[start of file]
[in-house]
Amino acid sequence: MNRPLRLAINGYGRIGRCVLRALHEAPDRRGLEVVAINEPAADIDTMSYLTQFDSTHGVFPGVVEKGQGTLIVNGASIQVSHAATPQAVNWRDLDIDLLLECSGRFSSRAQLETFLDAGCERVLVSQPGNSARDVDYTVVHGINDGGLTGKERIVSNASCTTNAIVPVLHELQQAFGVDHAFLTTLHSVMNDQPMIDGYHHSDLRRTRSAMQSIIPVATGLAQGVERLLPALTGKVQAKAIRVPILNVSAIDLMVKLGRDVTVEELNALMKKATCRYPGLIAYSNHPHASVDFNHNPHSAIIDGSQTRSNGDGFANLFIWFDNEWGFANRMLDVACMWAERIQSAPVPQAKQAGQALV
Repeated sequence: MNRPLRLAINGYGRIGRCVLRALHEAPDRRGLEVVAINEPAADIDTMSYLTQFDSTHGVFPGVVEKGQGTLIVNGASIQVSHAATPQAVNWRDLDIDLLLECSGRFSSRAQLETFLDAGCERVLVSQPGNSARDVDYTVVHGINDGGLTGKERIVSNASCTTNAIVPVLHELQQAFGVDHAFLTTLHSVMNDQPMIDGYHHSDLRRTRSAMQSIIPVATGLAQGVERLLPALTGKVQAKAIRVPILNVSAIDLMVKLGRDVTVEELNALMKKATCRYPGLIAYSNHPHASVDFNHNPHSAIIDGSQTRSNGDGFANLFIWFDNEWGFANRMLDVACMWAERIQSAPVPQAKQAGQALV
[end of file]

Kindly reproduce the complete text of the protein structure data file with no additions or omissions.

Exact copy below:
[in-house]
Amino acid sequence: MNRPLRLAINGYGRIGRCVLRALHEAPDRRGLEVVAINEPAADIDTMSYLTQFDSTHGVFPGVVEKGQGTLIVNGASIQVSHAATPQAVNWRDLDIDLLLECSGRFSSRAQLETFLDAGCERVLVSQPGNSARDVDYTVVHGINDGGLTGKERIVSNASCTTNAIVPVLHELQQAFGVDHAFLTTLHSVMNDQPMIDGYHHSDLRRTRSAMQSIIPVATGLAQGVERLLPALTGKVQAKAIRVPILNVSAIDLMVKLGRDVTVEELNALMKKATCRYPGLIAYSNHPHASVDFNHNPHSAIIDGSQTRSNGDGFANLFIWFDNEWGFANRMLDVACMWAERIQSAPVPQAKQAGQALV
Repeated sequence: MNRPLRLAINGYGRIGRCVLRALHEAPDRRGLEVVAINEPAADIDTMSYLTQFDSTHGVFPGVVEKGQGTLIVNGASIQVSHAATPQAVNWRDLDIDLLLECSGRFSSRAQLETFLDAGCERVLVSQPGNSARDVDYTVVHGINDGGLTGKERIVSNASCTTNAIVPVLHELQQAFGVDHAFLTTLHSVMNDQPMIDGYHHSDLRRTRSAMQSIIPVATGLAQGVERLLPALTGKVQAKAIRVPILNVSAIDLMVKLGRDVTVEELNALMKKATCRYPGLIAYSNHPHASVDFNHNPHSAIIDGSQTRSNGDGFANLFIWFDNEWGFANRMLDVACMWAERIQSAPVPQAKQAGQALV